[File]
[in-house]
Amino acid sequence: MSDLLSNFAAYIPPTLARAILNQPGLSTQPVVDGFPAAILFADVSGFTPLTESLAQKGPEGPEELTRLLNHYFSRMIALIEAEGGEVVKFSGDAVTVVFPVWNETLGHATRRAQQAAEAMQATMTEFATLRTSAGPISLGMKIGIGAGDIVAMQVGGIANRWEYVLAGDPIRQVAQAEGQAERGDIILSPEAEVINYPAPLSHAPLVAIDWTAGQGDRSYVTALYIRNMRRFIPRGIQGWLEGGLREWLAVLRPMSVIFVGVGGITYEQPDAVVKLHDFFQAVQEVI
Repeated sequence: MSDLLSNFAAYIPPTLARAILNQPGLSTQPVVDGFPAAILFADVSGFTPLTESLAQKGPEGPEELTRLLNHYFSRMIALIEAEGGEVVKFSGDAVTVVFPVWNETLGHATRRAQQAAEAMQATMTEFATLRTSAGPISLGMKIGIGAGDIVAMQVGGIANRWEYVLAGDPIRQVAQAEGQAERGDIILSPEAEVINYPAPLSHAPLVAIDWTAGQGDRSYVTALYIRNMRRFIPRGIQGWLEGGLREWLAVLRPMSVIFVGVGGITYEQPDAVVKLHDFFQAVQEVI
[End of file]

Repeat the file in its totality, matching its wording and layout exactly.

[in-house]
Amino acid sequence: MSDLLSNFAAYIPPTLARAILNQPGLSTQPVVDGFPAAILFADVSGFTPLTESLAQKGPEGPEELTRLLNHYFSRMIALIEAEGGEVVKFSGDAVTVVFPVWNETLGHATRRAQQAAEAMQATMTEFATLRTSAGPISLGMKIGIGAGDIVAMQVGGIANRWEYVLAGDPIRQVAQAEGQAERGDIILSPEAEVINYPAPLSHAPLVAIDWTAGQGDRSYVTALYIRNMRRFIPRGIQGWLEGGLREWLAVLRPMSVIFVGVGGITYEQPDAVVKLHDFFQAVQEVI
Repeated sequence: MSDLLSNFAAYIPPTLARAILNQPGLSTQPVVDGFPAAILFADVSGFTPLTESLAQKGPEGPEELTRLLNHYFSRMIALIEAEGGEVVKFSGDAVTVVFPVWNETLGHATRRAQQAAEAMQATMTEFATLRTSAGPISLGMKIGIGAGDIVAMQVGGIANRWEYVLAGDPIRQVAQAEGQAERGDIILSPEAEVINYPAPLSHAPLVAIDWTAGQGDRSYVTALYIRNMRRFIPRGIQGWLEGGLREWLAVLRPMSVIFVGVGGITYEQPDAVVKLHDFFQAVQEVI